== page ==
Reducing Youth Inequality in an Era of Alternative Facts
Adam Gamoran, President, William T. Grant Foundation
Income inequality in the U.S. is near an all-time high, with damaging consequences for the future of our nation. The William T. Grant Foundation is committed to supporting research on ways to reduce inequality among young people. In an era when evidence is ignored and even fundamental facts are challenged, what role can researchers play in advancing sound policies? Adam Gamoran will explain the Foundation’s focus on reducing inequality and improving the use of evidence in policy decisions, and will consider how one might think about these priorities in light of contemporary battles over facts and evidence. He will derive key areas for research on reducing inequality from recent consensus reports on effective strategies, and encourage research that responds to these challenges.
Adam Gamoran provides leadership for the William T. Grant Foundation’s strategic direction and shapes its agenda and tactics as President. He partners with the Board of Trustees to advance its mission and objectives. Since arriving at the Foundation, he launched a new initiative to support research on reducing inequality in youth outcomes, and has continued the Foundation’s ongoing work to improve the use of research evidence in policy and practice decisions that affect young people.
From 1984 to 2013, Gamoran served on the faculty of the University of Wisconsin-Madison, where he held the John D. MacArthur Chair in Sociology and Educational Policy Studies. From 2001-2004, he chaired the Department of Sociology, and from 2004-2013 he directed the Wisconsin Center for Education Research.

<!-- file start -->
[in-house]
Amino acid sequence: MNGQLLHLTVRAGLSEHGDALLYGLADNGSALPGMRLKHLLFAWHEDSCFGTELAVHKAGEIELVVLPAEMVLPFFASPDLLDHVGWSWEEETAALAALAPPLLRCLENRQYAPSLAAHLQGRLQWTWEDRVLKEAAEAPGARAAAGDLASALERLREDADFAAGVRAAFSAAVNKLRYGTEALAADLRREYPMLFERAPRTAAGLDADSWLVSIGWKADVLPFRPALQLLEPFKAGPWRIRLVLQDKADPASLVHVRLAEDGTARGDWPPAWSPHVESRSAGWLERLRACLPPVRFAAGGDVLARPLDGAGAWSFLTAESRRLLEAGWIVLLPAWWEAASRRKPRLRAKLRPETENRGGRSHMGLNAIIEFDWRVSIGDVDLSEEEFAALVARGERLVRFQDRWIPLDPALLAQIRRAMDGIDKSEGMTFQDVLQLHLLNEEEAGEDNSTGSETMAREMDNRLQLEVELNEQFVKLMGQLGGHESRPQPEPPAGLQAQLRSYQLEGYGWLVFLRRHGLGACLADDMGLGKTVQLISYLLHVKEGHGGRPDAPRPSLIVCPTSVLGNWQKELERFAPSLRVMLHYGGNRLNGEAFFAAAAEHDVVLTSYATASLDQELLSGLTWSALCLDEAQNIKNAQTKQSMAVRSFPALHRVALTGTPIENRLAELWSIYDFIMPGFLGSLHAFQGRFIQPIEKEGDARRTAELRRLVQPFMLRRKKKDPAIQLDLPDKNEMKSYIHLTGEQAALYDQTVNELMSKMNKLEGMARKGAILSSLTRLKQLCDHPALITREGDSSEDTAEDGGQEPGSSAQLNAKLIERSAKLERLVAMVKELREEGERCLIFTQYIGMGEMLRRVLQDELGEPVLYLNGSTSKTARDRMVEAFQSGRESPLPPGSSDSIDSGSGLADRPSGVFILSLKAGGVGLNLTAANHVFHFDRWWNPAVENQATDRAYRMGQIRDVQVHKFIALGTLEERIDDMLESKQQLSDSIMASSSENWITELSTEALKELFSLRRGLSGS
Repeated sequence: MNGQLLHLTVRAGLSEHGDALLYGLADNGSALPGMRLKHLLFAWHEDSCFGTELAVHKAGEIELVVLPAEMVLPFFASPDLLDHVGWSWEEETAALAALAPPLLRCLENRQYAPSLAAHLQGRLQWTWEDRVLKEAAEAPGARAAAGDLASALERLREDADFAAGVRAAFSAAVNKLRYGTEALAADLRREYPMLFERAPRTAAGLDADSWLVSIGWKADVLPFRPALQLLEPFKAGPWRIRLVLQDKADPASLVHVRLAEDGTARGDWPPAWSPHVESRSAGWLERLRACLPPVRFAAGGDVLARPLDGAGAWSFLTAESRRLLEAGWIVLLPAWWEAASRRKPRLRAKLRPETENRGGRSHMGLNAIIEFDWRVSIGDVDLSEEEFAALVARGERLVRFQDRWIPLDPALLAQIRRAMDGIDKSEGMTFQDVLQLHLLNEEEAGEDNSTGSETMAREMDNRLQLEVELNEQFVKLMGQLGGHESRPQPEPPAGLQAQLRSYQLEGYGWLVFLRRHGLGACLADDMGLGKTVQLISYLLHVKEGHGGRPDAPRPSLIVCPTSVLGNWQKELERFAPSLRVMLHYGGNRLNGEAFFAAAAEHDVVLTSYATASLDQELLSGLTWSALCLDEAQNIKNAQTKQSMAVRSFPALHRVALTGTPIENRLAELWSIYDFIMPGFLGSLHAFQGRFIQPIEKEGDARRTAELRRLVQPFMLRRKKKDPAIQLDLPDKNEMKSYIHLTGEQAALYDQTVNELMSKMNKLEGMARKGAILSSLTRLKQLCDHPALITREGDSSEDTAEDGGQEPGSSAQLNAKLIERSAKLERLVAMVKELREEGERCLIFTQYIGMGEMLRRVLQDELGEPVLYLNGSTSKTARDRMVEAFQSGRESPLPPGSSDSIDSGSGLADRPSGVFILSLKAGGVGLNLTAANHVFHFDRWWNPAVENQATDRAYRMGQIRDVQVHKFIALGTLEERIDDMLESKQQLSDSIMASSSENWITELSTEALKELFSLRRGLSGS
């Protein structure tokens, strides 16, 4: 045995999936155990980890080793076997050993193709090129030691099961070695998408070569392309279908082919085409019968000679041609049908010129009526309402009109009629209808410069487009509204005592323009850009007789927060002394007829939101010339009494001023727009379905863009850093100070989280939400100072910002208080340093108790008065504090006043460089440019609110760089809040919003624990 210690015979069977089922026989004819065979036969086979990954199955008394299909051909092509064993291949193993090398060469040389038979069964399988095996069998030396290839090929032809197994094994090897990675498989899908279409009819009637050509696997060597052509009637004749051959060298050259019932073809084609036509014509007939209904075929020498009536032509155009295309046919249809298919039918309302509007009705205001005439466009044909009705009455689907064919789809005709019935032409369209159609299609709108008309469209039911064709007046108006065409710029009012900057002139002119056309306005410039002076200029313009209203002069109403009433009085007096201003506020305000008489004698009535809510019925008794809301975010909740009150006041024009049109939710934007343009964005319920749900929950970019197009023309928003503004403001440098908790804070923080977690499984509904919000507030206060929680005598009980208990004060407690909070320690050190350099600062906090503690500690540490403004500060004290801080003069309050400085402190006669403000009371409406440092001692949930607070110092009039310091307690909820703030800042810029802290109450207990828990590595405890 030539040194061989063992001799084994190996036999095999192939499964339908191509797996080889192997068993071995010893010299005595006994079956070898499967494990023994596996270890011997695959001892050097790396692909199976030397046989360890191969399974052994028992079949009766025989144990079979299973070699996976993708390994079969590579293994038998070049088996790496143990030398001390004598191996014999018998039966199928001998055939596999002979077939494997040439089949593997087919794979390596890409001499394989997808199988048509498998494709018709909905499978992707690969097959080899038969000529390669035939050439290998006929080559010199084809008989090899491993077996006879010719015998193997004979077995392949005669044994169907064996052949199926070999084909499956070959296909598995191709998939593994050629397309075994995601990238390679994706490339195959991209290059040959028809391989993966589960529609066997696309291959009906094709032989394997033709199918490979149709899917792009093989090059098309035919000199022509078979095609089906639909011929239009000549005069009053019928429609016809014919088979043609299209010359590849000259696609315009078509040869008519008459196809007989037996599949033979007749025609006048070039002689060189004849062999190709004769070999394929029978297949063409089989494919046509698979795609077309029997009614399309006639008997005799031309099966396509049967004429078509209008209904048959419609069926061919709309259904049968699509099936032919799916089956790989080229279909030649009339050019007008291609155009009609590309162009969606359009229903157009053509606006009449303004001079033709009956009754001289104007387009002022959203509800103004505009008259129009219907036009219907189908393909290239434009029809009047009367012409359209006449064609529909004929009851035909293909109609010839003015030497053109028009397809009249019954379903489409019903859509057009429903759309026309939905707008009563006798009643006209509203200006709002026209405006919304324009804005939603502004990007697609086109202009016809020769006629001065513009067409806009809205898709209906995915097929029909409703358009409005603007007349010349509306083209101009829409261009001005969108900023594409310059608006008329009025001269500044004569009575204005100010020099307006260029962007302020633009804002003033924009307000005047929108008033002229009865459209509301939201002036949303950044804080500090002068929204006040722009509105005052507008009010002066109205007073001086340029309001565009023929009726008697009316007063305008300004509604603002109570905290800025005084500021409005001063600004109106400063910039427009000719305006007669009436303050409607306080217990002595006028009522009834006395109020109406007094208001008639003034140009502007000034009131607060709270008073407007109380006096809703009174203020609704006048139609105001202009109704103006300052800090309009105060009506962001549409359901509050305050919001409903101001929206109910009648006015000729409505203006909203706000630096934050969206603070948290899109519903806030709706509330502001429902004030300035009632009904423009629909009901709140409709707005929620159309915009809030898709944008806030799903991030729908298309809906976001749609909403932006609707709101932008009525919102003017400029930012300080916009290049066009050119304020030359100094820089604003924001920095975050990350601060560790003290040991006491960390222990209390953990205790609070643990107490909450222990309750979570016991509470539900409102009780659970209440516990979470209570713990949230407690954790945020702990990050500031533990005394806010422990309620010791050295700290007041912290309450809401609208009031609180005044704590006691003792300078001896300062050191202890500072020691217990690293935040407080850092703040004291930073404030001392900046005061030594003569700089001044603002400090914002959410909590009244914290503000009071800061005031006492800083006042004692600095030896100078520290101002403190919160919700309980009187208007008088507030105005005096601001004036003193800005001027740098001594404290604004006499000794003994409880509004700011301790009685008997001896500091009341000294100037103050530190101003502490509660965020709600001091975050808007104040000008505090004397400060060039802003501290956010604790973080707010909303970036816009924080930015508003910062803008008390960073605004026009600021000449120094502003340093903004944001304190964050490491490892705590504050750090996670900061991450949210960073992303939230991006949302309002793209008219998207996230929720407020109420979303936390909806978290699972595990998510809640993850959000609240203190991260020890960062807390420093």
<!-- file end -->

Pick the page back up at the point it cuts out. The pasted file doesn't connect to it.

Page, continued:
Gamoran’s research focused on educational inequality and school reform. Recent publications include “Does racial isolation in school lead to long-term disadvantages? Labor-market consequences of high school racial composition” (American Journal of Sociology, 2016) and “Effects of school segregation and school resources in a changing policy context” (Educational Evaluation and Policy Analysis, 2016). Earlier, he edited Standards-based reform and the poverty gap: Lessons for No Child Left Behind (Brookings Institution Press, 2007) and co-edited Stratification in higher education: A comparative study (Stanford University Press, 2007) and Methodological advances in cross-national surveys of educational achievement (National Academy Press, 2002). His research was funded by the National Science Foundation, the Institute of Education Sciences at the U.S. Department of Education, and the National Institute of Child Health and Human Development, as well as by the Spencer and William T. Grant Foundations.
He is an elected member of the National Academy of Education and the American Academy of Arts & Sciences and was twice appointed by President Obama to serve on the National Board for Education Sciences. He also chairs the Board on Science Education of the National Academies of Sciences, Engineering, and Medicine. In 2013, he received the Spencer Foundation Award for contributions to research on education policy from the Association for Public Policy and Management, and in 2014 he was honored with the award for Distinguished Contributions to Research in Education from the American Educational Research Association.
Adam earned his Ph.D. in education from the University of Chicago in 1984.